I save coupons from packets of tea

Tuesday was a marginal evening: if I’d felt any worse, I would not have gone to jiu-jitsu. As it is, I still ended up taking an open-handed biff to the head and a shot to the gut in the course of scrapping that evening. Not to mention the eight to ten chokes that were demonstrated on me in various positions, plus one cross-collar strangle that I had to take an aspirin for the next morning. But the beauty of our school is that when you take a slap to the head, the attacker immediately asks, You all right? And I was, and I said so. My own fault anyway, not putting up a block. Plus – I learned some key stuff that I needed for defending against multiple attackers. So the class was definitely worth it, as they usually are.

Anyhow, forty minutes earlier: I’m in my apartment, munching some snacks to boost my energy and staring into the open cabinet I’ve just taken them out of. I’m reading the ingredients on the loaf of Multigrain 100% Whole Wheat Bread that I’d bought at the Shaw’s five days earlier, because I have a busy mind and my eyes needed something to occupy them. Whole wheat bread, the kind I use four slices of to make sandwiches for lunch every day. Multigrain; more than one grain; grains being Good For You, as every American student of the food pyramid could tell you. Probably the best cheap bread I could buy in a chain supermarket.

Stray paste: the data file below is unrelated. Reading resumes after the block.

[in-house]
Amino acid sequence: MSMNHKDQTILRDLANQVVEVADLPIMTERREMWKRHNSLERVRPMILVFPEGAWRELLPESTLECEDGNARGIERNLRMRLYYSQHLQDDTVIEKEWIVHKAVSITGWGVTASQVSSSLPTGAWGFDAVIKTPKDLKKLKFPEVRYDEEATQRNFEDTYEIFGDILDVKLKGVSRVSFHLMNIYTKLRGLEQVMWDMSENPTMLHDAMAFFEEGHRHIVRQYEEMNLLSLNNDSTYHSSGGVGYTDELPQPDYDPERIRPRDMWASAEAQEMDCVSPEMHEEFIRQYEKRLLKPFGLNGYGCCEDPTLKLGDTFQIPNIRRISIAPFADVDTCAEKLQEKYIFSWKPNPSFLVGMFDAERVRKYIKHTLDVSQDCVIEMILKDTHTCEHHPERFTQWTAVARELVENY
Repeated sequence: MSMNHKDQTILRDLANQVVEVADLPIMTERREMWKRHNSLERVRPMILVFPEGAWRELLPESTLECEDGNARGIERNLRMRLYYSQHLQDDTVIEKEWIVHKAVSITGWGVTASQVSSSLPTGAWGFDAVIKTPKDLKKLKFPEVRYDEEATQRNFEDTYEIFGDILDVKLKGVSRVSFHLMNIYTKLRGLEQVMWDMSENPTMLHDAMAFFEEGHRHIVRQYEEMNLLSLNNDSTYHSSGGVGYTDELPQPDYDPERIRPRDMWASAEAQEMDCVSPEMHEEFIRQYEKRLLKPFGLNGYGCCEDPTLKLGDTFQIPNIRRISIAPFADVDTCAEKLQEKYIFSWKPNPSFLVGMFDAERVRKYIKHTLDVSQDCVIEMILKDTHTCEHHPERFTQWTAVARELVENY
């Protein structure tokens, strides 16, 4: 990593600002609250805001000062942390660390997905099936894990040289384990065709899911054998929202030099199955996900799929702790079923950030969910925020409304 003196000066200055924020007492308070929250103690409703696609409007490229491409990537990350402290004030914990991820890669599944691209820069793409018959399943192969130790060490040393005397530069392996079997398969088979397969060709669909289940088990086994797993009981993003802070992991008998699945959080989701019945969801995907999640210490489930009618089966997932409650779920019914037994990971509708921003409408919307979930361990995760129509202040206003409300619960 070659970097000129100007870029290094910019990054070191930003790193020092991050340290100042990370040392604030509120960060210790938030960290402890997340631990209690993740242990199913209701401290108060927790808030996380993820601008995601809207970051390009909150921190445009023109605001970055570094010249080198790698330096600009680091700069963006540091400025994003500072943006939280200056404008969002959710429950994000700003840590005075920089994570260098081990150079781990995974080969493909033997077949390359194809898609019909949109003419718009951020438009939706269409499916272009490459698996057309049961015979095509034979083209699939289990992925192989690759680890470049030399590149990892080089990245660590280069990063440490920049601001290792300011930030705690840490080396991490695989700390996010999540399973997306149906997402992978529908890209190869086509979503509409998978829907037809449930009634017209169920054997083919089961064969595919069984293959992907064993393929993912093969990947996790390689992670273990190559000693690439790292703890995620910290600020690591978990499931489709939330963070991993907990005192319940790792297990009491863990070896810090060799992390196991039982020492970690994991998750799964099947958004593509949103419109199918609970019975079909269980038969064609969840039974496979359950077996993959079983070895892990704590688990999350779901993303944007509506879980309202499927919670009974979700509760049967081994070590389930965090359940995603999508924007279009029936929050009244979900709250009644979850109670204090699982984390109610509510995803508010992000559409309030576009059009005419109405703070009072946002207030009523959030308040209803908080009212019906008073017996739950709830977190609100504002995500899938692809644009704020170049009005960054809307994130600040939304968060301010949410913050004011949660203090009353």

Shaw’s Multigrain 100% Whole Wheat bread has 100mg of sodium per slice and contains high fructose corn syrup. God damn it. So with four slices in two sandwiches, not counting what goes between them, that’s already 400mg. And high fructose corn syrup. Damn it all. I don’t eat greasy corn chips, I have maybe one soda a week, I drink water or milk with most meals and I still can’t get away from high fructose corn syrup. It’s not the health implications that bother me – I’ve been ingesting it for years and I’m fine – so much as the feeling of being stalked. I don’t feel that I need to cut HFCS out of my diet. But I’d like to know that I could. I’d like to know that the greasy fingers of Archer Daniels Midland aren’t stroking my hair as I wander the aisle of my favorite chain supermarket, steering my head towards its preferred breads, baked goods and gelatins. I’d like to know that, if the doctor told me tomorrow to expel HFCS from my life, I wouldn’t be limited to an index card worth of food. I fear an unlikely future of asparagus, rice cakes and apple sauce with a farmer and a sunrise and some synonym for Promise on the can. I’m all lost in the supermarket; I can no longer shop happily.